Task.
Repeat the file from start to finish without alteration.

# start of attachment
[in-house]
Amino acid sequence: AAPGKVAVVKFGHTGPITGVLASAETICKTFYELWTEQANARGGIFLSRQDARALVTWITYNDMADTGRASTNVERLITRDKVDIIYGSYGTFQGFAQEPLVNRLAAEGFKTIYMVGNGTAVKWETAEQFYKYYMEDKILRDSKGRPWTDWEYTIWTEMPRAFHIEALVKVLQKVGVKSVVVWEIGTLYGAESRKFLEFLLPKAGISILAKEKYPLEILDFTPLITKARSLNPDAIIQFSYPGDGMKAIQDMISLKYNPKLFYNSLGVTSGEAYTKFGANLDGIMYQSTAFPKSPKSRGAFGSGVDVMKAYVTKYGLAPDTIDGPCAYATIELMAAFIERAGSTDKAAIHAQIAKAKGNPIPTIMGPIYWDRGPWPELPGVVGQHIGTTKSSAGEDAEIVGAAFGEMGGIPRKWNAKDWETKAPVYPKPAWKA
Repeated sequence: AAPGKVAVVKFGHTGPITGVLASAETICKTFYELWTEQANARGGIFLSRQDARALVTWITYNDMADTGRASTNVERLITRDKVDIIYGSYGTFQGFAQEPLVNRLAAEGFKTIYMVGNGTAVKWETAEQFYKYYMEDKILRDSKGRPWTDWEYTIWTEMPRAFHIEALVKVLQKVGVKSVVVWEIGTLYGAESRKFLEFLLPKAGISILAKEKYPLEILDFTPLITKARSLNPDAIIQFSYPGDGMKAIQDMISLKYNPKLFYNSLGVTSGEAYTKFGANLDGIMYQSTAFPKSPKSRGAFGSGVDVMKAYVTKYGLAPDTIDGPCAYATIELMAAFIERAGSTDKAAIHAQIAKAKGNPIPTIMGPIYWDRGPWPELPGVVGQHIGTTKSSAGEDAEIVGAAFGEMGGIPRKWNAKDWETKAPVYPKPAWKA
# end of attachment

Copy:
[in-house]
Amino acid sequence: AAPGKVAVVKFGHTGPITGVLASAETICKTFYELWTEQANARGGIFLSRQDARALVTWITYNDMADTGRASTNVERLITRDKVDIIYGSYGTFQGFAQEPLVNRLAAEGFKTIYMVGNGTAVKWETAEQFYKYYMEDKILRDSKGRPWTDWEYTIWTEMPRAFHIEALVKVLQKVGVKSVVVWEIGTLYGAESRKFLEFLLPKAGISILAKEKYPLEILDFTPLITKARSLNPDAIIQFSYPGDGMKAIQDMISLKYNPKLFYNSLGVTSGEAYTKFGANLDGIMYQSTAFPKSPKSRGAFGSGVDVMKAYVTKYGLAPDTIDGPCAYATIELMAAFIERAGSTDKAAIHAQIAKAKGNPIPTIMGPIYWDRGPWPELPGVVGQHIGTTKSSAGEDAEIVGAAFGEMGGIPRKWNAKDWETKAPVYPKPAWKA
Repeated sequence: AAPGKVAVVKFGHTGPITGVLASAETICKTFYELWTEQANARGGIFLSRQDARALVTWITYNDMADTGRASTNVERLITRDKVDIIYGSYGTFQGFAQEPLVNRLAAEGFKTIYMVGNGTAVKWETAEQFYKYYMEDKILRDSKGRPWTDWEYTIWTEMPRAFHIEALVKVLQKVGVKSVVVWEIGTLYGAESRKFLEFLLPKAGISILAKEKYPLEILDFTPLITKARSLNPDAIIQFSYPGDGMKAIQDMISLKYNPKLFYNSLGVTSGEAYTKFGANLDGIMYQSTAFPKSPKSRGAFGSGVDVMKAYVTKYGLAPDTIDGPCAYATIELMAAFIERAGSTDKAAIHAQIAKAKGNPIPTIMGPIYWDRGPWPELPGVVGQHIGTTKSSAGEDAEIVGAAFGEMGGIPRKWNAKDWETKAPVYPKPAWKA